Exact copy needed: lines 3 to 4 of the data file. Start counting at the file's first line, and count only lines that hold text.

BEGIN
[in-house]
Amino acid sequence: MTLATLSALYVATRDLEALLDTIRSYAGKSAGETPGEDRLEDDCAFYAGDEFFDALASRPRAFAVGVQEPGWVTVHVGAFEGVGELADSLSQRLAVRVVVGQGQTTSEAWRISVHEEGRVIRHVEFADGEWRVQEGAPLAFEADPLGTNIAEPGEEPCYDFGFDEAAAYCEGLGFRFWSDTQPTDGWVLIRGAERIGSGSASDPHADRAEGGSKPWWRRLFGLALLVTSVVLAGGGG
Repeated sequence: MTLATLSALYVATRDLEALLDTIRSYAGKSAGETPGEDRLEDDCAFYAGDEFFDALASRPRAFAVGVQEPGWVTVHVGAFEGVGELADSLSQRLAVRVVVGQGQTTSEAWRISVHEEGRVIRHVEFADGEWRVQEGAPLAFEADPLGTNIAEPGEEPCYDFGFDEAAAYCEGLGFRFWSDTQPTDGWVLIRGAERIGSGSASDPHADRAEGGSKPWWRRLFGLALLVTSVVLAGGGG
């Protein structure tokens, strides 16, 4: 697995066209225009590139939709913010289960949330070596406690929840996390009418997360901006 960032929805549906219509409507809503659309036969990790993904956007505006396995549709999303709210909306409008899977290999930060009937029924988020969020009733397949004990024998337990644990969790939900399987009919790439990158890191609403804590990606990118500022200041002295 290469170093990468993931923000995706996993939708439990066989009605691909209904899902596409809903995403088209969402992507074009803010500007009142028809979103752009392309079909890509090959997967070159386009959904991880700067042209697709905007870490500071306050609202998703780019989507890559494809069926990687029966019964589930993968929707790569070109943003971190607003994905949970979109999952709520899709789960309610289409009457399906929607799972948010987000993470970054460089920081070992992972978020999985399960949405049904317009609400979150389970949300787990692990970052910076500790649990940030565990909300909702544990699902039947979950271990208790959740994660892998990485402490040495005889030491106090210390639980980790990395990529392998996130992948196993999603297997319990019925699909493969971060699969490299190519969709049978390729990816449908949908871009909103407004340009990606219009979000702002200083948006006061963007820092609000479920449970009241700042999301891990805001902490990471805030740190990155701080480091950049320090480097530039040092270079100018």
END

Repeated sequence: MTLATLSALYVATRDLEALLDTIRSYAGKSAGETPGEDRLEDDCAFYAGDEFFDALASRPRAFAVGVQEPGWVTVHVGAFEGVGELADSLSQRLAVRVVVGQGQTTSEAWRISVHEEGRVIRHVEFADGEWRVQEGAPLAFEADPLGTNIAEPGEEPCYDFGFDEAAAYCEGLGFRFWSDTQPTDGWVLIRGAERIGSGSASDPHADRAEGGSKPWWRRLFGLALLVTSVVLAGGGG
């Protein structure tokens, strides 16, 4: 697995066209225009590139939709913010289960949330070596406690929840996390009418997360901006 960032929805549906219509409507809503659309036969990790993904956007505006396995549709999303709210909306409008899977290999930060009937029924988020969020009733397949004990024998337990644990969790939900399987009919790439990158890191609403804590990606990118500022200041002295 290469170093990468993931923000995706996993939708439990066989009605691909209904899902596409809903995403088209969402992507074009803010500007009142028809979103752009392309079909890509090959997967070159386009959904991880700067042209697709905007870490500071306050609202998703780019989507890559494809069926990687029966019964589930993968929707790569070109943003971190607003994905949970979109999952709520899709789960309610289409009457399906929607799972948010987000993470970054460089920081070992992972978020999985399960949405049904317009609400979150389970949300787990692990970052910076500790649990940030565990909300909702544990699902039947979950271990208790959740994660892998990485402490040495005889030491106090210390639980980790990395990529392998996130992948196993999603297997319990019925699909493969971060699969490299190519969709049978390729990816449908949908871009909103407004340009990606219009979000702002200083948006006061963007820092609000479920449970009241700042999301891990805001902490990471805030740190990155701080480091950049320090480097530039040092270079100018």